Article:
By Eric Lord
When a player leads a team in points in assists, kills penalties and plays in every game, a strong case can be made for him as a team’s most valuable player (MVP). At the same time, a player who ties for the team lead in goals, averages a point-per-game, kills penalties and whose late season recall nearly cost the team a playoff spot can easily be identified as the MVP. The Hershey Bears had both of those players this season in forwards Travis Boyd and Paul Carey. The contributions of the twosome were highly important to the Bears this season. Boyd and Carey are the co-most valuable players for Hershey this season, as well as their top forwards.
In a season that saw the Bears lose several players to injury and recall, Boyd was a steady presence in the Hershey lineup. The second-year center played in all 76 games this season, one of only two players to do so. Boyd became more of a playmaker this season. The center’s assist total jumped to 47 this season, 15 more than his rookie campaign. His goal total dropped from 21 to 16, but that was due in part to Boyd sometimes being too unselfish. There were times he could have shot, but tried to set up a teammate instead. Despite the decrease in goals, Boyd’s point total was 10 more than his rookie season and that total of 63 led the Bears. Those 63 points placed Boyd in a tie for sixth on the American Hockey League (AHL) scoring list.
Boyd was also one of Hershey’s top penalty killers and was solid in the faceoff circle. He was honored during the season by being named to the Atlantic Division All-Star team. At the end of the season, Boyd was named to the AHL’s Second All-Star team.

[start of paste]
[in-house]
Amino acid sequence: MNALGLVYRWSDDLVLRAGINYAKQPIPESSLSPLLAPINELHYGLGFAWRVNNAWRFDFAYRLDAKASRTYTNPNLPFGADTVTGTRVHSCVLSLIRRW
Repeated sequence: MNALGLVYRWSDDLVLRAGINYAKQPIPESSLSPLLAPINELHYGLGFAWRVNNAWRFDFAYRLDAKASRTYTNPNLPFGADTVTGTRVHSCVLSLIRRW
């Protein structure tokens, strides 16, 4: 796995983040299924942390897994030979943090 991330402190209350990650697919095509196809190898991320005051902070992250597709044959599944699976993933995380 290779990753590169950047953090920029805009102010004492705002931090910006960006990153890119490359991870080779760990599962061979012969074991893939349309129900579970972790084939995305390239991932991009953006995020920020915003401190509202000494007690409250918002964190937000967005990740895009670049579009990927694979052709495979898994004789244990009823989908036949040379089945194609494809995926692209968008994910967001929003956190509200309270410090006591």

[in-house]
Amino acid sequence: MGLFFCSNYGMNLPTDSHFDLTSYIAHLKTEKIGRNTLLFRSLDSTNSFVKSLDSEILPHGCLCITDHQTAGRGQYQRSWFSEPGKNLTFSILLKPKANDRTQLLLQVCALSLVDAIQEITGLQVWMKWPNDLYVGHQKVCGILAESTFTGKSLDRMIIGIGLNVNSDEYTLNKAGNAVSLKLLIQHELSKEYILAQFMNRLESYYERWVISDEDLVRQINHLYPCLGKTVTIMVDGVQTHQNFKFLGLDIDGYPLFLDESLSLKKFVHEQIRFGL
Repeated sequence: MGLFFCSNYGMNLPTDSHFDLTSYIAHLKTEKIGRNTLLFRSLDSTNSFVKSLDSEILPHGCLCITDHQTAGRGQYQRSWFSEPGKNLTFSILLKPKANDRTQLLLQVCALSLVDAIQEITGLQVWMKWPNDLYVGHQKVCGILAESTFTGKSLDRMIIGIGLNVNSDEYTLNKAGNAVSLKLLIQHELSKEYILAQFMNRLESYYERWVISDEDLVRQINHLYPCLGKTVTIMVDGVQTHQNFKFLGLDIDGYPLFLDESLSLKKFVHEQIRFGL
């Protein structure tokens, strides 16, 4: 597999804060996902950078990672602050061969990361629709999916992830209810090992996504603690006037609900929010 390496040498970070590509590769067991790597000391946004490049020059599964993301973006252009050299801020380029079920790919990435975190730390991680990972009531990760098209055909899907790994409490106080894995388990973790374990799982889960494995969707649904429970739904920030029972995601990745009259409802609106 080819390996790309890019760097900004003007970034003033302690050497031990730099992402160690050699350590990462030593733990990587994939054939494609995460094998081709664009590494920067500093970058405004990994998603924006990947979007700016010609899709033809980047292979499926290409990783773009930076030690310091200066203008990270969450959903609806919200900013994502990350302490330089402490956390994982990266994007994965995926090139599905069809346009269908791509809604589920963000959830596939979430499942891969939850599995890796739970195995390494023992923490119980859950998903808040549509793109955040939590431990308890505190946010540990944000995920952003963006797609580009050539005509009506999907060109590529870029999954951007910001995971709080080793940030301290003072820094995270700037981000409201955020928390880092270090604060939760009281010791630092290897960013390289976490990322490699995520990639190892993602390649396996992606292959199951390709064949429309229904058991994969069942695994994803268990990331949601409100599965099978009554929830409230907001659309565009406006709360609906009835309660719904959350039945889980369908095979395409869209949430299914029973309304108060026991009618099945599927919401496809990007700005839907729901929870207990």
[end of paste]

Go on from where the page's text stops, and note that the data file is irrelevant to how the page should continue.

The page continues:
While Boyd played in all of Hershey’s games, Carey went back-and-forth between the Bears and the Washington Capitals. He played in 55 games for Hershey, but his production in those games was critical to the Bears making the playoffs. Carey scored 55 points in the 55 games he played. That means he averaged a point-per-game. He finished fourth on the team in scoring. His 24 goals tied for the team lead with Christian Thomas. Carey’s eight power play goals were second only to Thomas’ 12.
Carey also had a 19-game point streak from October 26, 2016 to December 26, 2016. The streak was the longest in the AHL this season and was the third longest in Hershey Bear’s history.
Like Boyd, Carey was one of the team’s top penalty killers. His value to the team was seen after he was recalled by the Washington Capitals on March 24. The previous week Carey was named the AHL Player-of-the-Week after scoring six goals, including four in a game against Hartford. Immediately following his recall, the Bears fell apart. They went 1-4 in the first five games after Carey went up to the Capitals. The team went from five points up for the last playoff spot to three points out. The power play went into a tailspin, struggling through a 1-28 stretch.
That stretch put Hershey’s playoff hopes on thin ice. To the Bears credit, they finally figure out how to make up for Carey’s absence and won their last five games to make the playoffs. The player who scored the overtime winner against Lehigh Valley to set Hershey on their late-season winning streak was Boyd. The goal broke the Bears out of their post-Carey call-up doldrums. If Boyd does not score that goal, Carey’s recall to Washington likely costs Hershey the playoffs. One MVP and top forward steps up when the other MVP and top forward is in the National Hockey League. Travis Boyd and Paul Carey, Hershey’s best forwards and most valuable players for the 2016-17 season.